• Dave Lindbergh

        Of course – that’s what it means to have different moral views.

        By definition anyone who disagrees with my moral viewpoint, has base motives (in my view).

        And vice-versa – I have base motives in their view.

        Because a moral viewpoint isn’t base, and anything that diverges from a moral viewpoint is base.

        My point is only that the situation is symmetrical – both sides see the other as arguing from base motives.

        Neither side is arguing from base self-interested motives.

        Overcoming Bayes thinks otherwise.

      • Everyone presents their views as moral, but no one is primarily driven in politics by morality – except maybe a few utopian anarchists on the far right and on the ultra-far left. Homo hypocritus lives – even if momentarily set back by Robin’s work on ems.

      • Dave Lindbergh

        The closer to home the issue, the more we are Homo hypocritus.

        If we’re talking about whether to put the city dump in my backyard or yours, we will both reach for moral arguments that support the outcome of the dump being far from our home.

        When we talk about abstract ideology, we’re driven by morals.

        That said, morals themselves are subject to evolutionary forces. Those cultures who have self-destructive morals tend to disappear, while those whose morals promote flourishing tend to expand.

        So in that sense our morals are selfish – they reflect ideas of right and wrong that have tended in the past to aid survival of those moral ideas.

      • Which is all I was saying in the first place – except for psychopaths or desperation, people have different politics because they have different morals.

        I don’t think people have different politics primarily because of different morals. It’s more like they have different implicit sociological theories. Different world views more than different values.

      • free_agent

        Heh — of course, any tendency to non-hypocrisy is strongly selected against.

      • Peter David Jones

        Different political views are driven by different ethical outlooks, but not all ethical outlooks are utterly selfless. There is usually group interest involved somewhere.

      • Dave Lindbergh

        I don’t claim that interests have no effect on morals.

        Only that political viewpoints are driven by morals in most people.

        Those morals sometimes indirectly serve self-interest (that’s how morals evolve in the long run).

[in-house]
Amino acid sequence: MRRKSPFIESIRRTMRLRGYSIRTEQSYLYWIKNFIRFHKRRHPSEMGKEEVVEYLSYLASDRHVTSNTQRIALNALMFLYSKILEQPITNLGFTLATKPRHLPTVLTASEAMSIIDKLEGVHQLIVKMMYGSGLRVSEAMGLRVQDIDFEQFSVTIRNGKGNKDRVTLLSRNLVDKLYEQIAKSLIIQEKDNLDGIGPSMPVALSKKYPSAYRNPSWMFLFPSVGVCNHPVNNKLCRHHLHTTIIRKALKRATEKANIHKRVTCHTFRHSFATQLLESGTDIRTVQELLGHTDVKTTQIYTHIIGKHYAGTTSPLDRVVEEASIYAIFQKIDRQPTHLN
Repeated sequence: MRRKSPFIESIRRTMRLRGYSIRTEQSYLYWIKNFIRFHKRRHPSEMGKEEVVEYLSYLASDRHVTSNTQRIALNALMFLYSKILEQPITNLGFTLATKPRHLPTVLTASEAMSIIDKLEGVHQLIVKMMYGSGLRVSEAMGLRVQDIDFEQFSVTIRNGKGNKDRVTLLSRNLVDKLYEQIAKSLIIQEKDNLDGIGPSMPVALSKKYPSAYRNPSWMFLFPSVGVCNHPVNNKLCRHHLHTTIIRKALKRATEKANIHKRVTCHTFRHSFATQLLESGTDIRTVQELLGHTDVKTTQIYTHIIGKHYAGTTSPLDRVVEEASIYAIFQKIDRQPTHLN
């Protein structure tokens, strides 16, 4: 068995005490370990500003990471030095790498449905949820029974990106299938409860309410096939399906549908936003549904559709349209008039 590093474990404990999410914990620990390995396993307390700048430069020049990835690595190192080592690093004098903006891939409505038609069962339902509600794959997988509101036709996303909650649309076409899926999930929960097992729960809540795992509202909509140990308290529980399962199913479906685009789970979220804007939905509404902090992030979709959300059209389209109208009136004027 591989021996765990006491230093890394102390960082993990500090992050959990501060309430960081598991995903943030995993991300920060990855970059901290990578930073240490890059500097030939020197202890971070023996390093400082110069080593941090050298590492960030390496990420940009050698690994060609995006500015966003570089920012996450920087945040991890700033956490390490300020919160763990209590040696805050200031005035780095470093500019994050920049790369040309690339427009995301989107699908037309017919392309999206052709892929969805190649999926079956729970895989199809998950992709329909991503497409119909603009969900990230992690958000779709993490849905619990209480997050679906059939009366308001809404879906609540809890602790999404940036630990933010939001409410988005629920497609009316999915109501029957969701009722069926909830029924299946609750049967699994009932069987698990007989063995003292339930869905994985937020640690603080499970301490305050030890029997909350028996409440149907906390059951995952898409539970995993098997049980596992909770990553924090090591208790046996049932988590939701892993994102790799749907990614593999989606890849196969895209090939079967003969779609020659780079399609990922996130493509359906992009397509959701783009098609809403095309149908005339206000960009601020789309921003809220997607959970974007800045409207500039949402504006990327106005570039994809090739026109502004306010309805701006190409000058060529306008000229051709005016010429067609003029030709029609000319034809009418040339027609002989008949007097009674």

But political arguments are not normally made based directly based on self-interested motives. They’re based on sincerely held ideas of right and wrong.

  • We fear powerful people who feel free to defy us.

    Contrary to – and much truer than – the ideologically motivated claim that egalitarianism serves envy. We envy those immediately above us, but we hate and fear the holders of concentrated power.

    • Lord

      No, we tend to be sympathetic and laud those above us and despise those below us as Adam Smith pointed out.

      • But my point is that envy/jeolously is restricted to those who we can reasonably hope to compete with – as Aristotle pointed out.

      • Lord

        I think emulate as much as envy though that varies.

  • marshall bolton

    1. I don’t get this pair “Prestige-Dominance”. I think the contrast is more “Persuasion-Force”. Most of us prefer to be persuaded rather than coerced. Of course persuasion appeals to our hypocritical minds and releases alle kinds of creativity in messaging. Shiny objects work better than blunt objects (if you want to sleep peacefully at nights).

    2. Nor do I get this hurting others a little so you can profit more yourself. My values say that this should be shunned – and to hell with efficiency.

    3. Norman O. Brown in “Life Against Death” (1959) predicted the beneficence of the Em World, when he wrote: “The effect is to substitute an abstraction, Homo Economicus, for the concrete totality of human nature, and thus to dehumanize human nature. In this dehumanized human nature man loses contact with his own body, more specifically with his senses, with sensuality and with the pleasure-principle. And this dehumanized human nature produces an inhuman consciousness whose only currency is abstractions divorced from real life – the industrious, coolly rational, economic, prosaic mind.”